I will refer to the Player's Guide, page 85 the block on the left.
while fatigue and stress generally come and go quickly in
encounter mode, GMs are encouraged to limit the recovery
of fatigue and stress in story mode.
And if you read this PDF on page 71 there's a whole paragraph explaining recharge in story mode. But here's a quote :
As a rule of thumb, each time the scene shifts or an event occurs
in story mode, each player should remove one recharge token
from each of his recharging actions, talents, conditions, or other
recharging cards. Within a given scene or challenge, one “round”
can roughly equate to enough time for each player to have a chance
to act or respond, after which each player may remove one recharge
token from each of his recharging cards.
So from those two readings we can conclude that you should roleplay the effects of Fatigue and Stress and if you spend the talent card during the story mode to remove 2 stress or fatigue.
For instance everybody is exhausted from climbing that mountain all day but one player cheer up the troop and say: "Cmon folks! Only a couple steps and we'll be able to make a camp!" He use the talent card on the party sheet and the party move forward and ignore the effect of fatigue until they reach a nice spot to establish the camp.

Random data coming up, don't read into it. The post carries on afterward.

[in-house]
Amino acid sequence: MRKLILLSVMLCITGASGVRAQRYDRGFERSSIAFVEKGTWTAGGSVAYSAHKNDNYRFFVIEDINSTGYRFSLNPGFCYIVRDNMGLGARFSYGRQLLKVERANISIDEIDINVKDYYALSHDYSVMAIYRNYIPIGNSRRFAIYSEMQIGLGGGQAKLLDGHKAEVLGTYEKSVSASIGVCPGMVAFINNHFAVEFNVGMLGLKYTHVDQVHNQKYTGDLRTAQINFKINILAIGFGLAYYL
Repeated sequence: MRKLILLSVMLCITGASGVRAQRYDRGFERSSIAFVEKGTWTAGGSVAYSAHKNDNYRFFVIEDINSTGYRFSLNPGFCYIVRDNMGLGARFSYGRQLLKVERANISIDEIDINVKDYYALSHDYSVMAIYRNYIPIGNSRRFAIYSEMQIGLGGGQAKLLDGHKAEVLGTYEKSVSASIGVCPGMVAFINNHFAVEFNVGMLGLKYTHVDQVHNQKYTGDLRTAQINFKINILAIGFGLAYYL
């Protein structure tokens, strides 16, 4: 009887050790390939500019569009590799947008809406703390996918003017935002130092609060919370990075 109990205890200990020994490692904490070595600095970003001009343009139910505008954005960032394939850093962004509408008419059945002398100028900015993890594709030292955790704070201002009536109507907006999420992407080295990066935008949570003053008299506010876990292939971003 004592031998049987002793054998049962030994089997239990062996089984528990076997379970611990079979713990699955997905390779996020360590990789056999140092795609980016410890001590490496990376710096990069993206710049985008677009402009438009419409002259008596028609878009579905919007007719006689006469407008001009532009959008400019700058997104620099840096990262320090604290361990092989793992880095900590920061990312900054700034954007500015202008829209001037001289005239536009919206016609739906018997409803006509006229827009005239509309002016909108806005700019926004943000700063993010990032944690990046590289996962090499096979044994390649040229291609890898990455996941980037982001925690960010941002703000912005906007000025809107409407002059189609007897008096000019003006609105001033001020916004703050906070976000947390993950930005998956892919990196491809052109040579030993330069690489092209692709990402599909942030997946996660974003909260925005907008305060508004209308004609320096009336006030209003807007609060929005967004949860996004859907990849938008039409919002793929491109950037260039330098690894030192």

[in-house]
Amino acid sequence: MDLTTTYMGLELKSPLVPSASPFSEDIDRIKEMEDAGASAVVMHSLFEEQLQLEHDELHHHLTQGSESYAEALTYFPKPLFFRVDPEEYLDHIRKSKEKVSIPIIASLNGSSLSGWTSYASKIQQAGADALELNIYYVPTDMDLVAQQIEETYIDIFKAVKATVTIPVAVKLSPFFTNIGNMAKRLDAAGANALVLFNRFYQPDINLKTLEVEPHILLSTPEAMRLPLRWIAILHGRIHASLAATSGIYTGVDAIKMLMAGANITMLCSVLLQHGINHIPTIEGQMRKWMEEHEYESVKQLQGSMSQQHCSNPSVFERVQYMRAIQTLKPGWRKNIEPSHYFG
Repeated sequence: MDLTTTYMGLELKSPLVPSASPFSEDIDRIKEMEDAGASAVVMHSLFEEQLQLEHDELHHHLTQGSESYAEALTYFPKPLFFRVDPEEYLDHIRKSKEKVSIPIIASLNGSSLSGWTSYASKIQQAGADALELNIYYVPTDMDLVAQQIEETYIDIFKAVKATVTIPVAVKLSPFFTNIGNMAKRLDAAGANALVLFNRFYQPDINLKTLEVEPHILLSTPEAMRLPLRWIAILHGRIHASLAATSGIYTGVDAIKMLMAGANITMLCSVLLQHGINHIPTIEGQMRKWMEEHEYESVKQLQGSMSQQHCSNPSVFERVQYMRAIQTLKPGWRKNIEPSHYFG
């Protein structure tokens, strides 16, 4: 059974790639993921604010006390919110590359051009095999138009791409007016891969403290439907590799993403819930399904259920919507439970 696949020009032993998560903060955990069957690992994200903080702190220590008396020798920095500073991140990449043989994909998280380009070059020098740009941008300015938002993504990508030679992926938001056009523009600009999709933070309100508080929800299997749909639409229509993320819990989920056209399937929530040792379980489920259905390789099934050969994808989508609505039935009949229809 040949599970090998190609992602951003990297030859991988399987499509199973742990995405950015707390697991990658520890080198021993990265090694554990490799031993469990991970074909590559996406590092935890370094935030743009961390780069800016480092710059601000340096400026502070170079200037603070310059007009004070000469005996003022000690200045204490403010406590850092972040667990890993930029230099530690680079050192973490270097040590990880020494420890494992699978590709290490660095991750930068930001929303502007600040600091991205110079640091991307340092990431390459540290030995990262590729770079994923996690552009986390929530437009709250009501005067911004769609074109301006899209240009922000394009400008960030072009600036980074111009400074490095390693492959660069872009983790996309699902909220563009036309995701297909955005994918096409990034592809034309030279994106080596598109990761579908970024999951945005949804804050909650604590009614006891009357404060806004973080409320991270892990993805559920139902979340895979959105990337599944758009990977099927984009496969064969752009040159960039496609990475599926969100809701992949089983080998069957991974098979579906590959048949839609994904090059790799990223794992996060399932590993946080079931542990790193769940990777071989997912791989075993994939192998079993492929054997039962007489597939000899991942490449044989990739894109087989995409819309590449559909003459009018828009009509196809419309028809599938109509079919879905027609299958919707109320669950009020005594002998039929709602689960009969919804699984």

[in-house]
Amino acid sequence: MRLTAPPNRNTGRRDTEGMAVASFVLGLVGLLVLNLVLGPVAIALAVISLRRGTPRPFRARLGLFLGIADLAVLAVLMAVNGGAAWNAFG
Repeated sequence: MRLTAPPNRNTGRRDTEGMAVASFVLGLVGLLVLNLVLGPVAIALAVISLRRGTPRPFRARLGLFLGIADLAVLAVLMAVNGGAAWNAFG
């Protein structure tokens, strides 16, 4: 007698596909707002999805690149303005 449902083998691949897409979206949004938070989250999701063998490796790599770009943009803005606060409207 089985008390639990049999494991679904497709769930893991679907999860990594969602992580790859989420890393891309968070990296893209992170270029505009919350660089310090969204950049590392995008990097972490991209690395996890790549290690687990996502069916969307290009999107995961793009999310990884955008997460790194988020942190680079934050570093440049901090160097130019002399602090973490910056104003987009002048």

There's also an action card called Assess the situation that let you recover fatigue or stress. Roleplay this one appropriately. If you stop for a breather (about 5 min) and the action as a recharge of 2, just let them recharge this card once per scene or a set period of time it make sense. Taking a 10 min breather won't let you fully recover from a whole day of climbing.
Recovering stress is about the same. Make sure people participate in the roleplay of recovering stress. If you are in story mode and want to vent off some stress using the Assess the situation: "Let's go to the tavern and have a drink. Let's talk about what's bothering ya. Ask for an ale and remember you are the best dwarf in town man!". Drinking the whole night might let you recover stress but next morning, give one of fatigue for the hard night.